WH aims to help consumers by stepping up business oversight

WH aims to help consumers by stepping up business oversight
The Biden administration is preparing an executive order to improve opportunities for consumers and small businesses by stepping up oversight of sectors of the economy that are dominated by a select few companies

The Biden administration is preparing an executive order to improve opportunities for consumers and small businesses by stepping up oversight of areas of the economy that are dominated by a select few companies, such as meatpacking and internet service providers.

The order has yet to be finalized, but the overarching goal is to promote a sense of competition that the administration believes is central to capitalism, said a person familiar with the order who spoke on condition of anonymity to discuss its details. The order reflects concern that the concentration of power causes higher prices and poorer quality services.

The order would direct federal agencies to enforce existing rules to help competition. In sommige gevalle, this could mean dismantling regulations that preserve power for larger companies. Two clear targets would be ending noncompete agreements that limit how much money a worker can earn by switching employers and addressing a meat-processing sector that is largely controlled by four major companies.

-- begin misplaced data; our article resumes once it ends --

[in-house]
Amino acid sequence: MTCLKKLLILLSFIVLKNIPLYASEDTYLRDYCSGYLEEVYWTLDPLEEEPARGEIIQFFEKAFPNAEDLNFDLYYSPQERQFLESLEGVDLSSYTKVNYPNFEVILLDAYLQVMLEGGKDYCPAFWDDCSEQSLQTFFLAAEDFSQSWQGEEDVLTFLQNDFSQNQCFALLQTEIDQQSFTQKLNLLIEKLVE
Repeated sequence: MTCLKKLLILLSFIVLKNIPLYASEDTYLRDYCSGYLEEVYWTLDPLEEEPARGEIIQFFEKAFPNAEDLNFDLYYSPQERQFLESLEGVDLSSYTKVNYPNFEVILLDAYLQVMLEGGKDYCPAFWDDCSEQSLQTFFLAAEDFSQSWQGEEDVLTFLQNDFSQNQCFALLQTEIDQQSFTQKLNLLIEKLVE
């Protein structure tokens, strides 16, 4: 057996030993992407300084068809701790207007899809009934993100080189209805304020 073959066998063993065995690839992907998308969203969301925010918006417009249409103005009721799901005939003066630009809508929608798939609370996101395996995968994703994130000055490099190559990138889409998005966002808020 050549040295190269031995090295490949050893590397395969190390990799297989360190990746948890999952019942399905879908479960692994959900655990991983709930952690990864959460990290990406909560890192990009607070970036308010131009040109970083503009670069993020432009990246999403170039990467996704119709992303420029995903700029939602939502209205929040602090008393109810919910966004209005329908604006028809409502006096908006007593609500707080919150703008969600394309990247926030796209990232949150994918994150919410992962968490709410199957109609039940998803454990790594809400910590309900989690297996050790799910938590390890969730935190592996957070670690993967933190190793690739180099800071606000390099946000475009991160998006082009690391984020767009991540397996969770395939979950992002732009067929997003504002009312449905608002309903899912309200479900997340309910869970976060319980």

The move could be controversial among conservative lawmakers who favor less government intervention into the economy. Egter, some Republikein lawmakers have opposed noncompete agreements, with Florida Sen. Marco Rubio introducing a bill in 2019 to end them for entry level, low-wage workers.

President Joe Biden has made no secret of his belief that a concentration of corporate power could come at the expense of workers.

“The president made clear during his campaign that he is committed to increasing competition in the Amerikaans economy, including by banning noncompete agreements for workers and protecting farmers from abusive practices, but there is no final decision on any actions at this time,”Gesê wit Huis spokesperson Emilie Simons.

Politico and The Wall Street Journal previously reported that an order would be signed soon on the matter.

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